So that person will not be in the self-driving car at the same time as me, but what’s to stop them from being in it before me? Or maybe teenagers or homeless who think it’s funny to urinate in the cars or vandalize them or defecate in them.

 

Like I said poor people have to put up with mass transit and probably with mass used self-driving driving  cars that are as abused as mass transit. But more affluent people do not and would not put up with that. We will own or own self-driving cars. We may own fewer. For example, at present, my wife, two sons, and a daughter-in-law own five cars, but we live within 20 minutes of each other. If we shared one or more self-driving cars, we could get into a rhythm of using that efficiently for different needs during a normal day. So we might get rid of one of the five cars, or maybe two.

 

Also, affluent people think differently than poor people. Affluent people do not have to do without X to have Y. They can afford both. If they want both, they buy both, even though it would be cheaper to do without one. My wife and I would likely choose to have two self-driving cars and leave them parked as now. Would that be expensive? Yes but we can afford it as evidenced by our doing it like that now. Having to share a car with stranger would be out of the question. We might be willing to share with family members or friends. You may see complementary pairs of people sharing one car like a 9-to-5 worker and bar tender who use their car at different times of the week and day. You may see-car pool size arrangements where only a car-pool size group with complementary transportation needs owns and uses the one car.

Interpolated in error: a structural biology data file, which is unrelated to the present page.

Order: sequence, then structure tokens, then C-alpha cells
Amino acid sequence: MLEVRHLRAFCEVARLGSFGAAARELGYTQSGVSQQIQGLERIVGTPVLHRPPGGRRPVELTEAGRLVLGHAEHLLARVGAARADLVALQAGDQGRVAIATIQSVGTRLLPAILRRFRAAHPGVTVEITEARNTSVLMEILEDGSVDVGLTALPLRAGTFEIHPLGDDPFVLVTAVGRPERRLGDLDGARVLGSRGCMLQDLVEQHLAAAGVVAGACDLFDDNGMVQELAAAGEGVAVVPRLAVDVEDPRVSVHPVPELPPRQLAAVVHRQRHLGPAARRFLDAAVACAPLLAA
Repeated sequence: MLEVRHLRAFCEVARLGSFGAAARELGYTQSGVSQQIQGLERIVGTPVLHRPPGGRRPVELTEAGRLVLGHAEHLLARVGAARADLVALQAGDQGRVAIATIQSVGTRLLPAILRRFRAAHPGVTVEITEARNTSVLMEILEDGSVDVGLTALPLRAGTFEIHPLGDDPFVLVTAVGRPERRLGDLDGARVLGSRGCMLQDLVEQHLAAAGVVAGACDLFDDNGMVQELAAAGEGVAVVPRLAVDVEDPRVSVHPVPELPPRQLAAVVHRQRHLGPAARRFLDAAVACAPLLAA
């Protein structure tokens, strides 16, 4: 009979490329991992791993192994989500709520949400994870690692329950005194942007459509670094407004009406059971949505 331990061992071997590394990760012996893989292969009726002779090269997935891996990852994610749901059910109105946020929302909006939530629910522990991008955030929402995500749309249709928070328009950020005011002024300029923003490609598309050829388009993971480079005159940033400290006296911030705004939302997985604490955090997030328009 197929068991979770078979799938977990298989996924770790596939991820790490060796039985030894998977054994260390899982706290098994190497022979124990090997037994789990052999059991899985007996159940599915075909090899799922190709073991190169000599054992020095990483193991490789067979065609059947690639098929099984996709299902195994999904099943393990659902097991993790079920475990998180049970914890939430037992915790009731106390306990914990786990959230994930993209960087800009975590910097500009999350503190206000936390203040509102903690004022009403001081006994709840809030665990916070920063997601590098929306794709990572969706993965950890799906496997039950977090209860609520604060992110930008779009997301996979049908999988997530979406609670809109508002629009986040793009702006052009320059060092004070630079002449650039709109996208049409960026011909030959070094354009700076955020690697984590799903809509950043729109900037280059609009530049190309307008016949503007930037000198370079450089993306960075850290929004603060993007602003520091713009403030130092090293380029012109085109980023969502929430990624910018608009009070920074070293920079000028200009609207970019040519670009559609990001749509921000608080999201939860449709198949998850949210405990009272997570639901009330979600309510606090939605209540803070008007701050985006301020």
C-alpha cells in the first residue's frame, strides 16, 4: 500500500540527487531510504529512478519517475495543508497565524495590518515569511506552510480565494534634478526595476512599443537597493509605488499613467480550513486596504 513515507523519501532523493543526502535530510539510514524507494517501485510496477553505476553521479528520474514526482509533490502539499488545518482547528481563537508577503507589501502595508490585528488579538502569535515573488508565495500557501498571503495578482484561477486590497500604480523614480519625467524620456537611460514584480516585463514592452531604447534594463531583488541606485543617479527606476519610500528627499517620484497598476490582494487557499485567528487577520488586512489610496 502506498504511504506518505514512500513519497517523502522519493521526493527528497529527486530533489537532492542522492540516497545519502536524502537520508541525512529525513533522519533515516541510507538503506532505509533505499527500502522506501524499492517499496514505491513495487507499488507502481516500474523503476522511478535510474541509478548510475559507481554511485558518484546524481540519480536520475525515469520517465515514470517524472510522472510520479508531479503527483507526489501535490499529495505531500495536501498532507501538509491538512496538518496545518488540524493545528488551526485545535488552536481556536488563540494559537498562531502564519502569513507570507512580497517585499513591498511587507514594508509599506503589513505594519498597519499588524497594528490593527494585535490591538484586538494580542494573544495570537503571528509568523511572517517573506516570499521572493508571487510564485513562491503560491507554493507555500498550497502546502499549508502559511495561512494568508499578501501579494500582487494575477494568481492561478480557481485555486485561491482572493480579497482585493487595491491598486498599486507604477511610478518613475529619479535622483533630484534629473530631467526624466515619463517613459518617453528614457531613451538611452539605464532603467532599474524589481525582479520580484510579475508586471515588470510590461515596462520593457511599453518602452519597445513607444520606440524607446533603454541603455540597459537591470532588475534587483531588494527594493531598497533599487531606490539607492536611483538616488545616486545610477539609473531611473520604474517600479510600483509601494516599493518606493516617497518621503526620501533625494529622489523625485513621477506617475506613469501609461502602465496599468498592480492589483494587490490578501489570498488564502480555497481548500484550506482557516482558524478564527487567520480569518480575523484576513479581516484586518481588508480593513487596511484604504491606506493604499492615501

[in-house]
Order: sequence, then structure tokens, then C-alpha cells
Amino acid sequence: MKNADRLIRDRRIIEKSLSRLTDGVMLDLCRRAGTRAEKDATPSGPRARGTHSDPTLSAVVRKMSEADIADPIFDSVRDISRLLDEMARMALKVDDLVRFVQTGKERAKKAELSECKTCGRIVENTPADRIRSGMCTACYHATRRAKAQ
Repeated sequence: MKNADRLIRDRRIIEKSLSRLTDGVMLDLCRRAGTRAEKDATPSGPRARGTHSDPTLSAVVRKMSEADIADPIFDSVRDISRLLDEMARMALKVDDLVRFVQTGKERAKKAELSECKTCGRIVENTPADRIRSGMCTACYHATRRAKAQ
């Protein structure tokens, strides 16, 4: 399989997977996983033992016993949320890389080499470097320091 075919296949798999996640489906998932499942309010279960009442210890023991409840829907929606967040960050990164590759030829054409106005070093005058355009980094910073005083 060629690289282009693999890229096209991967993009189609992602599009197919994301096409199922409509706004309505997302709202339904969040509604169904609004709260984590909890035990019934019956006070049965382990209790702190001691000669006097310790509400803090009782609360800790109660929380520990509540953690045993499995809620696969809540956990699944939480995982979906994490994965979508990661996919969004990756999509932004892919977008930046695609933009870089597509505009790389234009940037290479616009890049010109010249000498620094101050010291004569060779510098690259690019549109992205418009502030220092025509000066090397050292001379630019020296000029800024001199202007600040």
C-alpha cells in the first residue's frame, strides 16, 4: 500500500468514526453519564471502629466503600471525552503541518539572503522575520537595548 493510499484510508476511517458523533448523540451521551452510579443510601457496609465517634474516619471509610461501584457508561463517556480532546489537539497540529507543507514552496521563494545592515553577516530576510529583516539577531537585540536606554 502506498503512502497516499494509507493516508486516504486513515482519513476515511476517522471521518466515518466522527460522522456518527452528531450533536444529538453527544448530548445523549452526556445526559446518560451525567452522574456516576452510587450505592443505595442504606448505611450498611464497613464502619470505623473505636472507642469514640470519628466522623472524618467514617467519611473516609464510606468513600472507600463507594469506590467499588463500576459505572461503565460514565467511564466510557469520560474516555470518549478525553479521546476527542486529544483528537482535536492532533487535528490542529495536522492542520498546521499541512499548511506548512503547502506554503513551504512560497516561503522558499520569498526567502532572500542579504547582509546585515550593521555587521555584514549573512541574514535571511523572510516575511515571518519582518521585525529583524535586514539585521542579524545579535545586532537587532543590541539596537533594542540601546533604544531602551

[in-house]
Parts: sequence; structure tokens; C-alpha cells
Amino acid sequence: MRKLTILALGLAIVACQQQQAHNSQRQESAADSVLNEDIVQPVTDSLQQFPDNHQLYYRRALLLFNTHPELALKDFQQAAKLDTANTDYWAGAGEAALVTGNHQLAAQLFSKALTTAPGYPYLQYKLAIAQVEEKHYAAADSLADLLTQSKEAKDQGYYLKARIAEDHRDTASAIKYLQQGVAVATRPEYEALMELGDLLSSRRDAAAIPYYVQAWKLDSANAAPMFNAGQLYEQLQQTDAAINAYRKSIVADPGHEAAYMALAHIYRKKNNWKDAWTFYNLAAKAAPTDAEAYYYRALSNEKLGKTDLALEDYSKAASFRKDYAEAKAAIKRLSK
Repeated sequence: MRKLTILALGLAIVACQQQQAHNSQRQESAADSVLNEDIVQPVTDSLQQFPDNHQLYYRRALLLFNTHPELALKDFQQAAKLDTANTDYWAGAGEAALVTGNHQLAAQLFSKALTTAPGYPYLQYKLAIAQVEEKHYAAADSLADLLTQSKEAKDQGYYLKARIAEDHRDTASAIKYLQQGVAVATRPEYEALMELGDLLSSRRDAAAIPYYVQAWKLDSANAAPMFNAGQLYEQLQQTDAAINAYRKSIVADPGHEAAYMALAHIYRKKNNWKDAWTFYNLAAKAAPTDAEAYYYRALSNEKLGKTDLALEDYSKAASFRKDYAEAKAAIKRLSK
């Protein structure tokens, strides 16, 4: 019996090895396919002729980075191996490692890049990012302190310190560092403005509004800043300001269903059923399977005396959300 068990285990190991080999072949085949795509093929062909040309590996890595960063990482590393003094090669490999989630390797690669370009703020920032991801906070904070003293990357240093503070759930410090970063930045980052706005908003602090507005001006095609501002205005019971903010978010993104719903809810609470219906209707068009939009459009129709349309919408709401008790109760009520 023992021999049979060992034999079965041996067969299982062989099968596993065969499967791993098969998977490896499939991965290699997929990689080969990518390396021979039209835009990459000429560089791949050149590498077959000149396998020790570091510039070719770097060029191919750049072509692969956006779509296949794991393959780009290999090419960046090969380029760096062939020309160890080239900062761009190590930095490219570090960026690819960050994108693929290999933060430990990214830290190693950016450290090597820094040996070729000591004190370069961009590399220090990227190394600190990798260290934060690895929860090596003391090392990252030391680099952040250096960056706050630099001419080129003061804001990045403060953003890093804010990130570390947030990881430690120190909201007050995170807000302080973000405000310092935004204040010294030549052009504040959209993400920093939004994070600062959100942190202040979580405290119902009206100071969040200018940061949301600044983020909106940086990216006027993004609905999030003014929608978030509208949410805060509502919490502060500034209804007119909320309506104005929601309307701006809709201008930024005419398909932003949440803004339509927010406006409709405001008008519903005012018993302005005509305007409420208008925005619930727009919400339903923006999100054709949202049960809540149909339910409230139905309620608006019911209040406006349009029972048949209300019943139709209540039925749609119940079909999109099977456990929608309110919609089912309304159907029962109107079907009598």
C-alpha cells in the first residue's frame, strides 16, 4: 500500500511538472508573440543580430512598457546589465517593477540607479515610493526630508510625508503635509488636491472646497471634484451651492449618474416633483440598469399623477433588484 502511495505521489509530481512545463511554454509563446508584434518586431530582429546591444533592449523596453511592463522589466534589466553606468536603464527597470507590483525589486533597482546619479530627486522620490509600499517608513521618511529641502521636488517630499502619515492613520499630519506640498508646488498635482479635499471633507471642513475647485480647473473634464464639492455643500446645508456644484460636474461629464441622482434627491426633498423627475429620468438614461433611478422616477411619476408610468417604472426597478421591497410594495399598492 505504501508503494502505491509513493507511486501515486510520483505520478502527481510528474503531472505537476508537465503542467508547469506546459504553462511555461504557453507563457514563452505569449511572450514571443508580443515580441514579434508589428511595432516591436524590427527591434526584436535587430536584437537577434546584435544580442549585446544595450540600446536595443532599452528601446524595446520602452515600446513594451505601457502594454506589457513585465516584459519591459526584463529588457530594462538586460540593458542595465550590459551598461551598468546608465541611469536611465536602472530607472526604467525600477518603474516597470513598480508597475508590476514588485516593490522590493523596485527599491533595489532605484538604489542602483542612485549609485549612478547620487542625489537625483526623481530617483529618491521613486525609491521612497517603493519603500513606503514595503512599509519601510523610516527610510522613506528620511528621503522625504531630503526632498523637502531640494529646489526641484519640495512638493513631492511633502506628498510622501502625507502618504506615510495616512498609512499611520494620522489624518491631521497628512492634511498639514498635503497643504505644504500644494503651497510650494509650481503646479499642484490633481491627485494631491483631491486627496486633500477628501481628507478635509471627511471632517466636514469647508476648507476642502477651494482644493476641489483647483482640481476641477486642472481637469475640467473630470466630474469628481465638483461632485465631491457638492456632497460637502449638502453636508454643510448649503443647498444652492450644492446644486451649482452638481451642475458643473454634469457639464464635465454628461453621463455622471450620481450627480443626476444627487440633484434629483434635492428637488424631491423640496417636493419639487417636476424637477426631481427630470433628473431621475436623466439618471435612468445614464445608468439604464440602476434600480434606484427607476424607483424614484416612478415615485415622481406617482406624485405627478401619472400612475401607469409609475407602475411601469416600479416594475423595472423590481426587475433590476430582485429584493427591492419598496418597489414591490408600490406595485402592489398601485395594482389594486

Use of one car buy strangers would require that a human or rather high-powered robot inspect the car after each ride and be able to charge a credit card for any damage and end the rider’s sharing privileges if they do not behave. No one pushing the end of car ownership due to self-drive cars addresses that issue. They’re nuts